The extraordinary depth of Mrs. Baker’s ministry seems to demonstrate that with faith one can certainly overcome many difficulties and personal shortcomings. In some strictly denominational church circles, such a ministry never would have blossomed, but with the unconditional support of a family, Mrs. Baker was able to do amazing things.

Methodist book’s authors is among millions of Hugh Calkins’ descendants in America

Published by:

In “The Mind of Methodism,” Harvey Reeves Calkins (1866-1941), a Methodist minister from Illinois who wrote this book while serving as a missionary in India 1900-1910, discusses the ideals of a Methodism that is represented by worship with liberty in the Spirit, which he contrasts with the rigid Calvinism of the Puritans of earlier generations, and by its flexibility in administration, and its practice as a living witness of the living God.

Although this book’s author surname is identical to mine, one has to go back to the 1700s to find the New England connection. That was before the westward migration of some parts of the Calkins family. It is interesting to note that according to biographical information this Harvey Reeves Calkins pastored a Methodist church in Denver, Colorado, in about 1890. His first wife died there in about 1891, apparently of the consumption which is tuberculosis.

Interestingly, my great-grandfather’s family was living in Colorado at about this time. He was born in Colorado but soon after 1900 the family moved to Oregon or Washington and later California. I am not sure whether they were aware of Harvey’s existence. It is hard to ask people who are no longer with us.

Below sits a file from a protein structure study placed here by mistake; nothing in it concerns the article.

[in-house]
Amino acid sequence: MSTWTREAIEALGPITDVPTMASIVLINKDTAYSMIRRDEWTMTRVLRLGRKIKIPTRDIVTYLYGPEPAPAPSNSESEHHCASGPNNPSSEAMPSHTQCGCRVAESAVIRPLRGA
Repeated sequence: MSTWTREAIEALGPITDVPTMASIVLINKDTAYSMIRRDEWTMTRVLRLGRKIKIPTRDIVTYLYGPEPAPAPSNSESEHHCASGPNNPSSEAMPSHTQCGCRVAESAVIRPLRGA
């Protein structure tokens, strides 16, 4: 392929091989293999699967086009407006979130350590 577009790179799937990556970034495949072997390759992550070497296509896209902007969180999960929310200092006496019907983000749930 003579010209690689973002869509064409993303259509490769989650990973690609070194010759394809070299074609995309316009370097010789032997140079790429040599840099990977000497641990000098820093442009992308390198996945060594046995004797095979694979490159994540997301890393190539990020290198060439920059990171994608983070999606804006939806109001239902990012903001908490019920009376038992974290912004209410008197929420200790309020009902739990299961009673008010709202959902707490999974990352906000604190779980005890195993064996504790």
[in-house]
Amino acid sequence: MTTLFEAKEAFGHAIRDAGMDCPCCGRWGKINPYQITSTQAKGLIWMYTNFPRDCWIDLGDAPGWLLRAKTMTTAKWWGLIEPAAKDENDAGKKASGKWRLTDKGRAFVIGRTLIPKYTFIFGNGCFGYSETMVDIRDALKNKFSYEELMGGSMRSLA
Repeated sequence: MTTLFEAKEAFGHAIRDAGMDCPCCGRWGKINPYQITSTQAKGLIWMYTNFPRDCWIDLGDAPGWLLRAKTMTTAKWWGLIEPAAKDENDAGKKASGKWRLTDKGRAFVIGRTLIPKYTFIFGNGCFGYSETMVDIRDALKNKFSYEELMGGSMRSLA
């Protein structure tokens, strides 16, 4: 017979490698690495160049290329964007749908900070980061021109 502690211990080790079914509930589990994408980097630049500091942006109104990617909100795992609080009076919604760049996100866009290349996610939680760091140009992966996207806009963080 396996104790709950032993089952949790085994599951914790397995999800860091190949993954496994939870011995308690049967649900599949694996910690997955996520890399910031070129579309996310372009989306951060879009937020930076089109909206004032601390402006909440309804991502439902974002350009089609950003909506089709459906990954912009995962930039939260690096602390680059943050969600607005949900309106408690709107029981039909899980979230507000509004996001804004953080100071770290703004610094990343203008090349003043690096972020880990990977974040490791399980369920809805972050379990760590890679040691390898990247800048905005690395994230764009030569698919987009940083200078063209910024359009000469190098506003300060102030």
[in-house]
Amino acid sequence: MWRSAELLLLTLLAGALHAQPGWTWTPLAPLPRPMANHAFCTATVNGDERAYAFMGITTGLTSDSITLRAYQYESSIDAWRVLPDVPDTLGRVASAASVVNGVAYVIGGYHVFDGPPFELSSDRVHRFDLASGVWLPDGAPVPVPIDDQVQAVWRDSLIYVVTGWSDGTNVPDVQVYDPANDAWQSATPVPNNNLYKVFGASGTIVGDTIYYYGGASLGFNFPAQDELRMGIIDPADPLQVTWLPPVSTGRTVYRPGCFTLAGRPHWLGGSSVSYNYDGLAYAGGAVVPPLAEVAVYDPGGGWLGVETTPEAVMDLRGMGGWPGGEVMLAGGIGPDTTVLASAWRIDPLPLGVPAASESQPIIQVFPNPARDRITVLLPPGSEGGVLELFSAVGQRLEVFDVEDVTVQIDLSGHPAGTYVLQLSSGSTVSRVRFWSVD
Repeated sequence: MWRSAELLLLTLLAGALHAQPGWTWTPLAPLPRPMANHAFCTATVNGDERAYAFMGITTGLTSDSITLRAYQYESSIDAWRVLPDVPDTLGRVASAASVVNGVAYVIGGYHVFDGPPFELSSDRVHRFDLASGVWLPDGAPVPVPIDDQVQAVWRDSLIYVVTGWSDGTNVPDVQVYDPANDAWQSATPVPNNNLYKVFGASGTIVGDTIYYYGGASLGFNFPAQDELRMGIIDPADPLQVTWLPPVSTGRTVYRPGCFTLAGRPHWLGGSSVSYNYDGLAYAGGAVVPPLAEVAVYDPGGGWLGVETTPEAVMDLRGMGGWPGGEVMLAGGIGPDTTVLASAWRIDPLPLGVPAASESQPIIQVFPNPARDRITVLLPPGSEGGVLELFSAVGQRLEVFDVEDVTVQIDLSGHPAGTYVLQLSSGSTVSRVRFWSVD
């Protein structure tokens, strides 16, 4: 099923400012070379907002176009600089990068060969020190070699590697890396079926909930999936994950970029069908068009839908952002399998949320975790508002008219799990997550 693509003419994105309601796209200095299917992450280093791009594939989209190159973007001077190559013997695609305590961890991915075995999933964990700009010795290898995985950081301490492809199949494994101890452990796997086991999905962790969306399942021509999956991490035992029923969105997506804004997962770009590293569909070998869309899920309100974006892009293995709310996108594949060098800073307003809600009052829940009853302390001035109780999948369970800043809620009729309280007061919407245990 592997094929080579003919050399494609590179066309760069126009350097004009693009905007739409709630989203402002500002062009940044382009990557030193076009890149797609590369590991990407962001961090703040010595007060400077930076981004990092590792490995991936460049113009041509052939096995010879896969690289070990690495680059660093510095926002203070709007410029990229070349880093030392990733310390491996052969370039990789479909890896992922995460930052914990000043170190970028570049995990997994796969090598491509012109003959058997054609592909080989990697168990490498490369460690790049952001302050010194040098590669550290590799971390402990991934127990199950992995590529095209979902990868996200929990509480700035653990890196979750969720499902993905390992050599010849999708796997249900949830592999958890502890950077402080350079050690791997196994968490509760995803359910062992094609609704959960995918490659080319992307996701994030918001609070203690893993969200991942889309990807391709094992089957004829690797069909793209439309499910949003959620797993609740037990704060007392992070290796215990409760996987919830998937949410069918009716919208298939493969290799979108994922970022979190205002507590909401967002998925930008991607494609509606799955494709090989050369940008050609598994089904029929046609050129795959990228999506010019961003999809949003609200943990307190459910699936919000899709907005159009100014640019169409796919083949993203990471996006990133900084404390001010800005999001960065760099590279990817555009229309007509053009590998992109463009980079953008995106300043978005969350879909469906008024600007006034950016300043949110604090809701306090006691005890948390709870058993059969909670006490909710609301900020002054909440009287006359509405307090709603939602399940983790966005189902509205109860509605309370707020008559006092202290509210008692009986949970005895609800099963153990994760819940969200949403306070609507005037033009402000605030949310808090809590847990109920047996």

The Everlasting Arms

Published by:

This short work by the founder of Christian Endeavor Societies offers hope and encouragement to persons who are weary, depressed, and burdened. Author Francis Edward Clark was a prominent Congregationalist minister in Boston, Massachusetts, and graduate of Dartmouth College and Andover Theological Society. In 1881 he founded the Young People’s Society of Christian Endeavor to encourage the young people of his church to get involved in short-term ministry projects. By 1908 the organization had more than 70,000 chapters and 3.5 million members and is still in existence today.

A Ship Of Fools

Published by:

The printing press was newly invented and printed books still quite a novelty when “The Ship of Fools” was first set in type. This is a collection of moralistic ditties with a humorous twist. Here is one example of a “fool” poem with editing by myself to clarify:

An exhortation of Alexander Barclay

But you that shall read this book: I exhort you,
And you that are hearers thereof also, I pray
Whereas you know that you are of this sort:
Amend your life and expel that vice away.
Slumber not in sin. Amend your sins while you may.
And if you do so and virtue and grace ensue
Within my ship you get no room nor place.

This little verse may seem sort of oxymoronic but I suppose the author is saying that if you have no vices, and you have virtue and grace to spare, then you will have no use for the advice dispensed by the author(s) of “A Ship of Fools.” You are perfect and it will not be necessary that you expose yourself to the rough-hewn translation of “fools” who live without pretensions of having already achieved that state of perfection and with full humility confess their human follies and foibles, having in common with humanity at large that tendency of human nature to sin and, like sheep, to go wander and stray from the fold of God and to be in need of forgiveness and restoration.